http://regressing.deadspin.com/the-word-thug-was-uttered-625-times-on-tv-yesterday-1506098319

richard-sherman-michael-crabtree

Sherman followed up this game winning pass defense with an interview more typical of pro wrestling than pro football.

Clips:
“The word “thug” has been used so many times by the same sort of people about the same sort of thing that it’s no longer even accurate to call it code—it’s really more of a shorthand. It means a black guy who makes white folks a little more uncomfortable than they prefer. On Sunday night, Richard Sherman made a lot of people uncomfortable. Then on Monday, people said thug on TV more often than on any other day in the past three years.

[in nation-wide programming] Richard Sherman is beaten out by John Kerry, who on August 29, 2013, called Bashar al-Assad a “thug.” Sit on that one for a minute.

Others have moved on to “knucklehead,” which, anecdotally at least, seems to have supplanted “thug” as the pundit’s epithet of choice. While it lacks “thug”‘s imputation of menace and violence, “knucklehead” at least carries a certain air of dismissiveness; it also sounds softer.”

—–

Does any of the Sherman chatter change the way you think about the upcoming Super Bowl?

 

The Detroit Lions are busy underlining reasons why they’ve been one of the basement franchises of the NFL for the past generation.  The Lions last won a playoff game in 1991 and have seen the postseason only twice in the last 15 years.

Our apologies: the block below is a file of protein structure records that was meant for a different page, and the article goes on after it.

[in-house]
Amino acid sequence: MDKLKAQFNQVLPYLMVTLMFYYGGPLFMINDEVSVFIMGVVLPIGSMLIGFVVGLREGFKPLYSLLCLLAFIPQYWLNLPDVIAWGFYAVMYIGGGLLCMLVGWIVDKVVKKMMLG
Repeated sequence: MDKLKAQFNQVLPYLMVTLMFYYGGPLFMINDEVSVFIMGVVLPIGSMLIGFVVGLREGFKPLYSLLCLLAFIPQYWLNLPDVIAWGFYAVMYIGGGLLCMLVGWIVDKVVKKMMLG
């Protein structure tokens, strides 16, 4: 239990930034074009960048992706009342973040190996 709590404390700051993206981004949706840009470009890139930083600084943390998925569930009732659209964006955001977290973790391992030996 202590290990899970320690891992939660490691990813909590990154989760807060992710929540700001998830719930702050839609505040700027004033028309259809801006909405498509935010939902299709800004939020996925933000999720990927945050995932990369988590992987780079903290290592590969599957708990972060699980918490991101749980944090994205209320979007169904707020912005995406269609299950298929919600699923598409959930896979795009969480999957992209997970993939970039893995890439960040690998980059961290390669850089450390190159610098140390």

NFL’s Worst Team Records from 1999-2013
Rank Team W L T Win %

1

Detroit*

77

163

0

0.321

2

Cleveland*

77

163

0

0.321

3

Oakland

94

146

0

0.392

4

Arizona

96

144

0

0.4

5

Houston

79

113

0

0.411

6

Buffalo

99

141

0

0.413

7

Washington

104

136

0

0.433

8

Cincinnati

106

133

1

0.444

9

St. Louis

107

132

1

0.448

10

Kansas City

109

131

0

0.454

11

Jacksonville

109

131

0

0.454

[*] The Lions and Browns have been so bad, they could go 16-0 next season and still not catch the next worst team.

Detroit then fired coach Jim Schwartz after five seasons of undisciplined play, ineffective preparation, and squeezing minimal results out of significant talent.  While that may have been the motto for the Lions the past five years, is there any reason to think moving on from Schwartz will turn Detroit into a contender?  In short, no.
As a Vikings fan, I can take some Schadenfreude in seeing the small and subpar net that Detroit has cast in its coaching search.  The Lions reported top choice was former Arizona head coach (and recent San Diego offensive coordinator) Ken Whisenhunt.  Whisenhunt’s claims to fame appear to be coordinating the offense for the defense-dominated 2005 Steelers Super Bowl run, and watching Larry Fitzgerald and Kurt Warner take the Cardinals on their backs to an NFC Championship in 2008.  Fitzgerald averaged about 140 yards and 1.75 TDs per game in those playoffs, and made several jaw-dropping catches, which are pretty hard to credit to the head coach.  Detroit’s hopes of having Whisenhunt channel Calvin Johnson and Matthew Stafford into 2008’s Fitzgerald and Warner were dashed when Whisenhunt jumped to the Titans earlier this week.  At least Ken’s new team, won’t have to worry about him missing several days of work before a critical playoff game to interview for jobs with other NFL teams.  Most likely because he’ll already have a head coaching job, but also because they’re probably not going to sniff the playoffs anytime soon with their new offensive Whis.